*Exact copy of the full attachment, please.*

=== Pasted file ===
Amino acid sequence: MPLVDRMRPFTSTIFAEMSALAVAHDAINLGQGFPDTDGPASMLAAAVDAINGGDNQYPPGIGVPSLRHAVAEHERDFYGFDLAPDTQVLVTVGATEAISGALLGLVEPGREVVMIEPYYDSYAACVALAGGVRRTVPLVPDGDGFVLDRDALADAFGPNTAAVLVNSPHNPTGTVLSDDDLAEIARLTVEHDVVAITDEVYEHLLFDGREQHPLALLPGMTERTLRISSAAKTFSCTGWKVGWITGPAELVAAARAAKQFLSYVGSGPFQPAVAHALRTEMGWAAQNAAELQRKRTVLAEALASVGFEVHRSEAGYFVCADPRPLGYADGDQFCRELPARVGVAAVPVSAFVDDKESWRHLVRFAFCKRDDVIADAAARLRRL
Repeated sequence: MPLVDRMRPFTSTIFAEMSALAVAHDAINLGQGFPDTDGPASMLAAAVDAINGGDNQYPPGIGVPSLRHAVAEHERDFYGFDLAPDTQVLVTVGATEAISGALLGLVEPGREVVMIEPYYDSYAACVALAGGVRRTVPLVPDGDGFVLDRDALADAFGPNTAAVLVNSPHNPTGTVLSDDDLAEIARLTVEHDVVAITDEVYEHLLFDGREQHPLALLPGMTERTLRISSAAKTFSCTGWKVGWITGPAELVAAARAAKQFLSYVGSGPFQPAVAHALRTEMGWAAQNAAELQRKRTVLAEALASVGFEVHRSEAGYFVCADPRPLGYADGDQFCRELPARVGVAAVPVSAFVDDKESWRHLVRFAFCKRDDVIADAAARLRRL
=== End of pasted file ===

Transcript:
Amino acid sequence: MPLVDRMRPFTSTIFAEMSALAVAHDAINLGQGFPDTDGPASMLAAAVDAINGGDNQYPPGIGVPSLRHAVAEHERDFYGFDLAPDTQVLVTVGATEAISGALLGLVEPGREVVMIEPYYDSYAACVALAGGVRRTVPLVPDGDGFVLDRDALADAFGPNTAAVLVNSPHNPTGTVLSDDDLAEIARLTVEHDVVAITDEVYEHLLFDGREQHPLALLPGMTERTLRISSAAKTFSCTGWKVGWITGPAELVAAARAAKQFLSYVGSGPFQPAVAHALRTEMGWAAQNAAELQRKRTVLAEALASVGFEVHRSEAGYFVCADPRPLGYADGDQFCRELPARVGVAAVPVSAFVDDKESWRHLVRFAFCKRDDVIADAAARLRRL
Repeated sequence: MPLVDRMRPFTSTIFAEMSALAVAHDAINLGQGFPDTDGPASMLAAAVDAINGGDNQYPPGIGVPSLRHAVAEHERDFYGFDLAPDTQVLVTVGATEAISGALLGLVEPGREVVMIEPYYDSYAACVALAGGVRRTVPLVPDGDGFVLDRDALADAFGPNTAAVLVNSPHNPTGTVLSDDDLAEIARLTVEHDVVAITDEVYEHLLFDGREQHPLALLPGMTERTLRISSAAKTFSCTGWKVGWITGPAELVAAARAAKQFLSYVGSGPFQPAVAHALRTEMGWAAQNAAELQRKRTVLAEALASVGFEVHRSEAGYFVCADPRPLGYADGDQFCRELPARVGVAAVPVSAFVDDKESWRHLVRFAFCKRDDVIADAAARLRRL